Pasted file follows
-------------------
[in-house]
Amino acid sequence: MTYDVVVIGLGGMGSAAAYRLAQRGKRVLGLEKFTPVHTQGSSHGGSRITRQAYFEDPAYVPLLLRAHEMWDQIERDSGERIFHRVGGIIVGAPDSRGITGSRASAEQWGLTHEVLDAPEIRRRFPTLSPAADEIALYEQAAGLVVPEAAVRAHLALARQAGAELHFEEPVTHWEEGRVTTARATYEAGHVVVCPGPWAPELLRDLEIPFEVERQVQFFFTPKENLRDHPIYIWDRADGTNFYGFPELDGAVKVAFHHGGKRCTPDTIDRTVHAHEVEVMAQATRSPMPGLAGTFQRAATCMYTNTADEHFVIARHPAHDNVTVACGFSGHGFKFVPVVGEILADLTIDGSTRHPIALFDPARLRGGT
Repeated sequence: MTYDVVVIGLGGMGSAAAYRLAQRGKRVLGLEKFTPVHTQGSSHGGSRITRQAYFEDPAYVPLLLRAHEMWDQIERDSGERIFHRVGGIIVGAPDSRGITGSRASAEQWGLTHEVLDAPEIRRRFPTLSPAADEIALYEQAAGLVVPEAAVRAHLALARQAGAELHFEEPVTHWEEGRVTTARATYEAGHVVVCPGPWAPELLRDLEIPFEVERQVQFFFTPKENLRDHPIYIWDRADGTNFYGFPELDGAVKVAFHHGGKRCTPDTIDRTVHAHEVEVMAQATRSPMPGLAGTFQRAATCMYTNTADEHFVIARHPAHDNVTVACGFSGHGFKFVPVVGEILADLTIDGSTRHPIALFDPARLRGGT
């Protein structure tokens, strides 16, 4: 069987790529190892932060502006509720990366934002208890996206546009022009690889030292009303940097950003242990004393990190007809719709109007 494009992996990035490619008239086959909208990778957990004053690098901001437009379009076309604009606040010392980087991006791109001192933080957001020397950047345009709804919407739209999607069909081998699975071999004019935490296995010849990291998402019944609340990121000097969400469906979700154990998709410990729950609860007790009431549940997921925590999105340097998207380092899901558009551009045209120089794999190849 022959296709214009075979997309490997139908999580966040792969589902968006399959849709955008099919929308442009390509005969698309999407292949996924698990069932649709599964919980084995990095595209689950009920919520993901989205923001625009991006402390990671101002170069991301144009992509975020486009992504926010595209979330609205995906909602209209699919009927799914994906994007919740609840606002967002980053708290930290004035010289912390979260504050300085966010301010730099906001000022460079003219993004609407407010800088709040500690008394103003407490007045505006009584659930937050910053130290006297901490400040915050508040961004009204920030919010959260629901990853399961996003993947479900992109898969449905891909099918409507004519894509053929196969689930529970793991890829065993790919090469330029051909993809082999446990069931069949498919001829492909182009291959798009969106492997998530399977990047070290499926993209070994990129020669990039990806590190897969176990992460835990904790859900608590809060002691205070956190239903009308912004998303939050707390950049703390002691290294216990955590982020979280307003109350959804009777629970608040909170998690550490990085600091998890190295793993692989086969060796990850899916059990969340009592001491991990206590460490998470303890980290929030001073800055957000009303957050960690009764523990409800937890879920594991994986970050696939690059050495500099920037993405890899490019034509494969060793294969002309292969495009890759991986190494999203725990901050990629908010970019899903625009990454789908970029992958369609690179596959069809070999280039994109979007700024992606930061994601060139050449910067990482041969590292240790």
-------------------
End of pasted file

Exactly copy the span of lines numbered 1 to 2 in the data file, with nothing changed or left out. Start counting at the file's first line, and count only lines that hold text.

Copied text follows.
[in-house]
Amino acid sequence: MTYDVVVIGLGGMGSAAAYRLAQRGKRVLGLEKFTPVHTQGSSHGGSRITRQAYFEDPAYVPLLLRAHEMWDQIERDSGERIFHRVGGIIVGAPDSRGITGSRASAEQWGLTHEVLDAPEIRRRFPTLSPAADEIALYEQAAGLVVPEAAVRAHLALARQAGAELHFEEPVTHWEEGRVTTARATYEAGHVVVCPGPWAPELLRDLEIPFEVERQVQFFFTPKENLRDHPIYIWDRADGTNFYGFPELDGAVKVAFHHGGKRCTPDTIDRTVHAHEVEVMAQATRSPMPGLAGTFQRAATCMYTNTADEHFVIARHPAHDNVTVACGFSGHGFKFVPVVGEILADLTIDGSTRHPIALFDPARLRGGT